Wavelength Control and Locking with Sub-MHz Precision Wavelength Control and Locking with Sub-MHz Precision A PZT actuator on one of the resonator mirrors enables the Verdi output wavelength to be rapidly tuned over a range of several GHz or tightly locked

More information

Antenna Measurements using Modulated Signals

Antenna Measurements using Modulated Signals Antenna Measurements using Modulated Signals Roger Dygert MI Technologies, 1125 Satellite Boulevard, Suite 100 Suwanee, GA 30024-4629 Abstract Antenna test engineers are faced with testing increasingly

More information

Photonics-Based Wideband Microwave Phase Shifter

Photonics-Based Wideband Microwave Phase Shifter Photonics-Based Wideband Microwave Phase Shifter Volume 9, Number 3, June 2017 Open Access Xudong Wang Tong Niu Erwin Hoi Wing Chan Xinhuan Feng Bai-ou Guan Jianping Yao DOI: 10.1109/JPHOT.2017.2697207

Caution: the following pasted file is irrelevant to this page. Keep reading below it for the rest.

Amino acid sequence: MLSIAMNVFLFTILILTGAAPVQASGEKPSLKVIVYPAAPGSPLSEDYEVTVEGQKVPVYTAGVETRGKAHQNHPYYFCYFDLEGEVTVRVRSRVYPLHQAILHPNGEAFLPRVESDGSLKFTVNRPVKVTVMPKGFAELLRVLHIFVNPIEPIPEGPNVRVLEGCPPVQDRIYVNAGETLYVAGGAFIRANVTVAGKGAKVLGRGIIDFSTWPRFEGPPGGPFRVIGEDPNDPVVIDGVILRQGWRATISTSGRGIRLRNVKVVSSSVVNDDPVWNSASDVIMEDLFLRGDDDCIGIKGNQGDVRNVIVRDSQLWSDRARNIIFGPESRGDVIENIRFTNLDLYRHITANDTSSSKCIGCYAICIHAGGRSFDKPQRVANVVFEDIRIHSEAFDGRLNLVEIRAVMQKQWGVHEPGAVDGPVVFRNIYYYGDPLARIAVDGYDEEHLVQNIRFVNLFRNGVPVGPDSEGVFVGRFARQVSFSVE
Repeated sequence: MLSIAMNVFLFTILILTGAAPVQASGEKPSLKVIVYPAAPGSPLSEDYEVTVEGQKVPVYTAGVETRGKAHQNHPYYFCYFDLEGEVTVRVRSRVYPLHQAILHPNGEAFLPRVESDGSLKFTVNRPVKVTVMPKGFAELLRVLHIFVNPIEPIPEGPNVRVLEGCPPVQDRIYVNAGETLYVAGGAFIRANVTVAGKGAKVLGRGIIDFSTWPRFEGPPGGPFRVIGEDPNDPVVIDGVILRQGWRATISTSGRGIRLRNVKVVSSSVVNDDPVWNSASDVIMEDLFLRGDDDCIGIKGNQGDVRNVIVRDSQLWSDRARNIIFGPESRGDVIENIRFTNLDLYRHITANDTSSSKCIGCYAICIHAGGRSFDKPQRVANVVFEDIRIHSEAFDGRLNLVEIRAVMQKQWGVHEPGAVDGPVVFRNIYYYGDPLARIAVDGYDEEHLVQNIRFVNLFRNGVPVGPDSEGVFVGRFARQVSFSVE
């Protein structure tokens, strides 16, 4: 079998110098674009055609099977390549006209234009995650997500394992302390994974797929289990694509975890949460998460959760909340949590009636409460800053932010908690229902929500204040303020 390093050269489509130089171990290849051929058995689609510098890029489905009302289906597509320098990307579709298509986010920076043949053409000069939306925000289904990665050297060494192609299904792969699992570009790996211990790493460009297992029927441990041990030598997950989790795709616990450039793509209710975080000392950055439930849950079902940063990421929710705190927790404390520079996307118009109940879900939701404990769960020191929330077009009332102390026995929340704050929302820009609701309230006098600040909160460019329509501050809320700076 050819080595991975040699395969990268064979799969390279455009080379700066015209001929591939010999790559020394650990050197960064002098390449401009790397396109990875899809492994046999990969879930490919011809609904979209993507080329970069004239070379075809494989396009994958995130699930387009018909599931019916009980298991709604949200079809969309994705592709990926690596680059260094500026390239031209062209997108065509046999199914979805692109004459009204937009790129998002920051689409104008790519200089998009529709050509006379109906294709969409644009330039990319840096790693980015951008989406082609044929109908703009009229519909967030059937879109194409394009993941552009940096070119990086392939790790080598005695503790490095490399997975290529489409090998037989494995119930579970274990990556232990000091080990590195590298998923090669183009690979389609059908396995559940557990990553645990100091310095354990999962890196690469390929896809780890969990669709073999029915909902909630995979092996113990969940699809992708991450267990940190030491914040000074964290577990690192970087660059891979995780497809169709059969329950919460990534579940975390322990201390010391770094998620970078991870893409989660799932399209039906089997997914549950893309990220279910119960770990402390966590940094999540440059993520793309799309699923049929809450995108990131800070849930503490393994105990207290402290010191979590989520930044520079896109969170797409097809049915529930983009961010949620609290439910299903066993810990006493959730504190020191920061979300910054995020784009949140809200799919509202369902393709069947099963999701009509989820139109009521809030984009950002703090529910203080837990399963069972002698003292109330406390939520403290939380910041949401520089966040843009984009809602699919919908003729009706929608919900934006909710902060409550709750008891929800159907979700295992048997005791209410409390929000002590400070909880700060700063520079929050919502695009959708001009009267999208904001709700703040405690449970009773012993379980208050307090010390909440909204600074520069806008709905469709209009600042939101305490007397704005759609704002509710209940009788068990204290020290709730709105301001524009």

More information

Optical millimeter wave generated by octupling the frequency of the local oscillator

Optical millimeter wave generated by octupling the frequency of the local oscillator Vol. 7, No. 10 / October 2008 / JOURNAL OF OPTICAL NETWORKING 837 Optical millimeter wave generated by octupling the frequency of the local oscillator Jianxin Ma, 1, * Xiangjun Xin, 1 J. Yu, 2 Chongxiu

More information

Introduction Fundamental of optical amplifiers Types of optical amplifiers

Introduction Fundamental of optical amplifiers Types of optical amplifiers ECE 6323 Introduction Fundamental of optical amplifiers Types of optical amplifiers Erbium-doped fiber amplifiers Semiconductor optical amplifier Others: stimulated Raman, optical parametric Advanced application: